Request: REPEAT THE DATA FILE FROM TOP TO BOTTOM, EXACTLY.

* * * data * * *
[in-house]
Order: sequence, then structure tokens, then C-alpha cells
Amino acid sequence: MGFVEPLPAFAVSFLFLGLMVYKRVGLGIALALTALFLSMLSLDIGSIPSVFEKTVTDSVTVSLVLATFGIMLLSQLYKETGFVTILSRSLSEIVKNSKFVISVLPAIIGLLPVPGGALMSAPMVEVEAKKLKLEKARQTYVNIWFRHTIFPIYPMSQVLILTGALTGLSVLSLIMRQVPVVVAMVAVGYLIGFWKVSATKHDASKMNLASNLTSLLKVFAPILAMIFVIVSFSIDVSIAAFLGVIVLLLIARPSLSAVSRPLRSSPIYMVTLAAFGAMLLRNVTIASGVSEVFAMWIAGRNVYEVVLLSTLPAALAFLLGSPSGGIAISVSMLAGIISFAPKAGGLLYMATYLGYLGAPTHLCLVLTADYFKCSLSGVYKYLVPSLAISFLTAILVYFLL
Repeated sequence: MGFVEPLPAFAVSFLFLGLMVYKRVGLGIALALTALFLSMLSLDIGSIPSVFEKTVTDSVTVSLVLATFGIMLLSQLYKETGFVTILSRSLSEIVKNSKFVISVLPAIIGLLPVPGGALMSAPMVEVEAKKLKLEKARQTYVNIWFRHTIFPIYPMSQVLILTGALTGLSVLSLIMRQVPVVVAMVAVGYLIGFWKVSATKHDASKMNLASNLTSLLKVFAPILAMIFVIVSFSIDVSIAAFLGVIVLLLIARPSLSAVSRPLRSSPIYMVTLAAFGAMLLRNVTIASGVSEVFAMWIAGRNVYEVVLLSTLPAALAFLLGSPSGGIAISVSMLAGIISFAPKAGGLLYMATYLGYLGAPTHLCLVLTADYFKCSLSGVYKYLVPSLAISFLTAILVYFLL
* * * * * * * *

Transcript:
[in-house]
Order: sequence, then structure tokens, then C-alpha cells
Amino acid sequence: MGFVEPLPAFAVSFLFLGLMVYKRVGLGIALALTALFLSMLSLDIGSIPSVFEKTVTDSVTVSLVLATFGIMLLSQLYKETGFVTILSRSLSEIVKNSKFVISVLPAIIGLLPVPGGALMSAPMVEVEAKKLKLEKARQTYVNIWFRHTIFPIYPMSQVLILTGALTGLSVLSLIMRQVPVVVAMVAVGYLIGFWKVSATKHDASKMNLASNLTSLLKVFAPILAMIFVIVSFSIDVSIAAFLGVIVLLLIARPSLSAVSRPLRSSPIYMVTLAAFGAMLLRNVTIASGVSEVFAMWIAGRNVYEVVLLSTLPAALAFLLGSPSGGIAISVSMLAGIISFAPKAGGLLYMATYLGYLGAPTHLCLVLTADYFKCSLSGVYKYLVPSLAISFLTAILVYFLL
Repeated sequence: MGFVEPLPAFAVSFLFLGLMVYKRVGLGIALALTALFLSMLSLDIGSIPSVFEKTVTDSVTVSLVLATFGIMLLSQLYKETGFVTILSRSLSEIVKNSKFVISVLPAIIGLLPVPGGALMSAPMVEVEAKKLKLEKARQTYVNIWFRHTIFPIYPMSQVLILTGALTGLSVLSLIMRQVPVVVAMVAVGYLIGFWKVSATKHDASKMNLASNLTSLLKVFAPILAMIFVIVSFSIDVSIAAFLGVIVLLLIARPSLSAVSRPLRSSPIYMVTLAAFGAMLLRNVTIASGVSEVFAMWIAGRNVYEVVLLSTLPAALAFLLGSPSGGIAISVSMLAGIISFAPKAGGLLYMATYLGYLGAPTHLCLVLTADYFKCSLSGVYKYLVPSLAISFLTAILVYFLL